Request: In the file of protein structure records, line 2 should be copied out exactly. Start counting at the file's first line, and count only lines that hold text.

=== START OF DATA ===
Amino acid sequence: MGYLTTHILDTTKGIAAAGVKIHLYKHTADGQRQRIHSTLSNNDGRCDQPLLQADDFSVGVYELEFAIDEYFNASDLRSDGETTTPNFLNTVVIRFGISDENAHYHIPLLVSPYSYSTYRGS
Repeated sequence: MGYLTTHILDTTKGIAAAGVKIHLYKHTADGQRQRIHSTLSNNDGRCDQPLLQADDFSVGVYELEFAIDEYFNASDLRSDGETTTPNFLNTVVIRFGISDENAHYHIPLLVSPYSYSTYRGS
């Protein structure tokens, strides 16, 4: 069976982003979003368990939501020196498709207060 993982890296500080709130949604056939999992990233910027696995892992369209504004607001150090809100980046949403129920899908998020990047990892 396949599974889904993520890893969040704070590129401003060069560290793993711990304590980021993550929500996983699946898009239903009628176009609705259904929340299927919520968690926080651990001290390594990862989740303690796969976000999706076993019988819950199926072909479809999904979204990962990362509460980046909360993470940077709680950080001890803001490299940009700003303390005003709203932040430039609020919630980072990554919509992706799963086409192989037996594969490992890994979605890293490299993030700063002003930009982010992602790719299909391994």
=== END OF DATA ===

Repeated sequence: MGYLTTHILDTTKGIAAAGVKIHLYKHTADGQRQRIHSTLSNNDGRCDQPLLQADDFSVGVYELEFAIDEYFNASDLRSDGETTTPNFLNTVVIRFGISDENAHYHIPLLVSPYSYSTYRGS